It is also said, and truly, that the Christian religion is a part of the common law of Pennsylvania...
1890, The United States v. the Church of Jesus Christ of Latter Day Saints v. United States, 136 U.S.
The U.S. Supreme Court ruled that polygamy could not be practiced in the United States, stating that:
It is contrary to the spirit of Christianity and the civilization which Christianity has produced in the Western world.
1892, Church of the Holy Trinity v. United States.
This powerful ruling by the U.S. Supreme Court chronicles Christianity's central role in shaping America's political institutions and traditions:
Our laws and our institutions must necessarily be based upon and embody the teachings of the Redeemer of mankind. It is impossible that it should be otherwise; and in this sense and to this extent our civilization and our institutions are emphatically Christian.
No purpose of action against religion can be imputed to any legislation, state or national, because this is a religious people. This is historically true. From the discovery of this continent to the present hour, there is a single voice making this affirmation.
The commission to Christopher Columbus...[recited] that 'it is hoped that by God's assistance some of the continents and islands in the ocean will be discovered...'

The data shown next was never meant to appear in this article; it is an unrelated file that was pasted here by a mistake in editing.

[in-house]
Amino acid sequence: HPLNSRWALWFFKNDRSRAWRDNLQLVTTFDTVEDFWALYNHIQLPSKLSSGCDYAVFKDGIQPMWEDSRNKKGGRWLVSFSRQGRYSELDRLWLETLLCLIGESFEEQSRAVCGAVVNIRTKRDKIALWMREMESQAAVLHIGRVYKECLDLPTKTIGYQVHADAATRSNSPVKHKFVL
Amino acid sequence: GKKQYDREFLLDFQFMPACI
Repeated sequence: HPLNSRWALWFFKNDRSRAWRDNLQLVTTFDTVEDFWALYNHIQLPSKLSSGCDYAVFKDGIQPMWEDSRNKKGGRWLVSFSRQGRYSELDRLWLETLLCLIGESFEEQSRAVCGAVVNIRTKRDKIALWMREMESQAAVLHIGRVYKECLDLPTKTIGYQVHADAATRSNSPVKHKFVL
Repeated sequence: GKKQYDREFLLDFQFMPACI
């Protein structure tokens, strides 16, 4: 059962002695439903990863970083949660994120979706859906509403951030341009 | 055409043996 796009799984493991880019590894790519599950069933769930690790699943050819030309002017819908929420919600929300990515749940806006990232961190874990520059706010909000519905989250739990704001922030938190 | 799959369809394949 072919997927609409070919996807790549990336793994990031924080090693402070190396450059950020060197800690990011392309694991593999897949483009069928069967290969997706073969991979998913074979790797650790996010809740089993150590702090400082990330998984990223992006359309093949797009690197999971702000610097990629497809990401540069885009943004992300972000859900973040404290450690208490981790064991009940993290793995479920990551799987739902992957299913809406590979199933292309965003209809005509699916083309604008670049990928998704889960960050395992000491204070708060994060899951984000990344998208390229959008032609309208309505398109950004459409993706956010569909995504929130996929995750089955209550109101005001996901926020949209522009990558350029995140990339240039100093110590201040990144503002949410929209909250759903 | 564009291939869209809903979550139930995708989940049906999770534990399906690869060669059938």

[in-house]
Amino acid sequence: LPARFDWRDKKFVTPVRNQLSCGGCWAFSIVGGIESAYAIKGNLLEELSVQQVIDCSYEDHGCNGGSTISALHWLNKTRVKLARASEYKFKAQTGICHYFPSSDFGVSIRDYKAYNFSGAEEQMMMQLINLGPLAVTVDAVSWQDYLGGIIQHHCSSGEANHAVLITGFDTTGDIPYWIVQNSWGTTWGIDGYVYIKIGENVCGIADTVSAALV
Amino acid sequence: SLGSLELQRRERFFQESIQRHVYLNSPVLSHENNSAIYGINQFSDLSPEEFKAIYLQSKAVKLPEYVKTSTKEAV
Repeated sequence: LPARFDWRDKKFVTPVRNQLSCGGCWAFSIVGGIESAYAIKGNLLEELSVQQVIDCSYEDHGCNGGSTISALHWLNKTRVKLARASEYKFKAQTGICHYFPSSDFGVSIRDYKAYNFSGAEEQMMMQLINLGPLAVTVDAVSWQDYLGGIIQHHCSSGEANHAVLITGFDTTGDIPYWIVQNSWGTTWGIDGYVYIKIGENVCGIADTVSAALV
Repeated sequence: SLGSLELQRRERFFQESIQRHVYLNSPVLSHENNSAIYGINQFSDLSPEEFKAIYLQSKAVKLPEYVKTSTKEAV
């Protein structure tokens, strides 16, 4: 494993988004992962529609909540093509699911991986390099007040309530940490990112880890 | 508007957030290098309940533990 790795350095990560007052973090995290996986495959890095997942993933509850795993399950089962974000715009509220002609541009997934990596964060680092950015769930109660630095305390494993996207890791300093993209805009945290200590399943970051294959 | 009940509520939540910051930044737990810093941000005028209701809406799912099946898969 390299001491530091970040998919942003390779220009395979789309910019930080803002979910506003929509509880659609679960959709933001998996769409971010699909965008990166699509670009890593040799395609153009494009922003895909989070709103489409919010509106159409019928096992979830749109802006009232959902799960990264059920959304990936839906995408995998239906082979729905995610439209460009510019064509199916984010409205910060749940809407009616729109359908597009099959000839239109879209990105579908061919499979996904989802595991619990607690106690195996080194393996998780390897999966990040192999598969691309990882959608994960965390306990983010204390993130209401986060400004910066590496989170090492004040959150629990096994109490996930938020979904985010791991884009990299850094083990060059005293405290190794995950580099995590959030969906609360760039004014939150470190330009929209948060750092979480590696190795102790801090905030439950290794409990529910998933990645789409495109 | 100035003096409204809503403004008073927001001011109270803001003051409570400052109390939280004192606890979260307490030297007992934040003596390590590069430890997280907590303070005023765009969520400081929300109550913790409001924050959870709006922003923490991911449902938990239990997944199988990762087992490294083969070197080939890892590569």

The first colonial grant made to Sir Walter Raleigh in 1584...and the grant authorizing him to enact statutes for the government of the proposed colony provided that they 'be not against the true Christian faith...'
The first charter of Virginia, granted by King James I in 1606...commenced the grant in these words: '...in propagating of Christian religion to such people as yet live in darkness...'
Language of similar import may be found in the subsequent charters of that colony...in 1609 and 1611; and the same is true of the various charters granted to the other colonies. In language more or less emphatic is the establishment of the Christian religion declared to be one of the purposes of the grant. The celebrated compact made by the Pilgrims in the Mayflower, 1620, recites: 'Having undertaken for the Glory of God, and advancement of the Christian faith...a voyage to plant the first colony in the northern parts of Virginia...'